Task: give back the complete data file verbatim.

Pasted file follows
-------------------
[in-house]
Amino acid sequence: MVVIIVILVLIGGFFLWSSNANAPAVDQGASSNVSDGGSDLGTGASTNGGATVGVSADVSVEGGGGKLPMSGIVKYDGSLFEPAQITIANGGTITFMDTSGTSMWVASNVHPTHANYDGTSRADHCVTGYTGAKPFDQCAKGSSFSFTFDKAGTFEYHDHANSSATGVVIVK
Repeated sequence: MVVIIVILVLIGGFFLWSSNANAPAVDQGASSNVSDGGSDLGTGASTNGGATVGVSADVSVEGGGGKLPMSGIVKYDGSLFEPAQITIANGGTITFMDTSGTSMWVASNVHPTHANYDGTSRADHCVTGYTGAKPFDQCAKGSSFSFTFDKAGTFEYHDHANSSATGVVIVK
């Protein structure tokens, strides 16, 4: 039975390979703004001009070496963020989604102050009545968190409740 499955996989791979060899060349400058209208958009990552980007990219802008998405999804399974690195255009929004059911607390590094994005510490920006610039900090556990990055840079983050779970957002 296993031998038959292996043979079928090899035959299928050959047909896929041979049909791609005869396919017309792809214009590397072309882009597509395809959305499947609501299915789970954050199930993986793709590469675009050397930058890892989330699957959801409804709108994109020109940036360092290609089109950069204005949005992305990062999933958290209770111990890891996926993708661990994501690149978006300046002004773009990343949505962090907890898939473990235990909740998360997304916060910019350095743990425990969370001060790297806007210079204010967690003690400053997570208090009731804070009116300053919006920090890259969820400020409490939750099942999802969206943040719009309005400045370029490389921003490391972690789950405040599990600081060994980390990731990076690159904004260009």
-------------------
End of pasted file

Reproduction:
[in-house]
Amino acid sequence: MVVIIVILVLIGGFFLWSSNANAPAVDQGASSNVSDGGSDLGTGASTNGGATVGVSADVSVEGGGGKLPMSGIVKYDGSLFEPAQITIANGGTITFMDTSGTSMWVASNVHPTHANYDGTSRADHCVTGYTGAKPFDQCAKGSSFSFTFDKAGTFEYHDHANSSATGVVIVK
Repeated sequence: MVVIIVILVLIGGFFLWSSNANAPAVDQGASSNVSDGGSDLGTGASTNGGATVGVSADVSVEGGGGKLPMSGIVKYDGSLFEPAQITIANGGTITFMDTSGTSMWVASNVHPTHANYDGTSRADHCVTGYTGAKPFDQCAKGSSFSFTFDKAGTFEYHDHANSSATGVVIVK
């Protein structure tokens, strides 16, 4: 039975390979703004001009070496963020989604102050009545968190409740 499955996989791979060899060349400058209208958009990552980007990219802008998405999804399974690195255009929004059911607390590094994005510490920006610039900090556990990055840079983050779970957002 296993031998038959292996043979079928090899035959299928050959047909896929041979049909791609005869396919017309792809214009590397072309882009597509395809959305499947609501299915789970954050199930993986793709590469675009050397930058890892989330699957959801409804709108994109020109940036360092290609089109950069204005949005992305990062999933958290209770111990890891996926993708661990994501690149978006300046002004773009990343949505962090907890898939473990235990909740998360997304916060910019350095743990425990969370001060790297806007210079204010967690003690400053997570208090009731804070009116300053919006920090890259969820400020409490939750099942999802969206943040719009309005400045370029490389921003490391972690789950405040599990600081060994980390990731990076690159904004260009």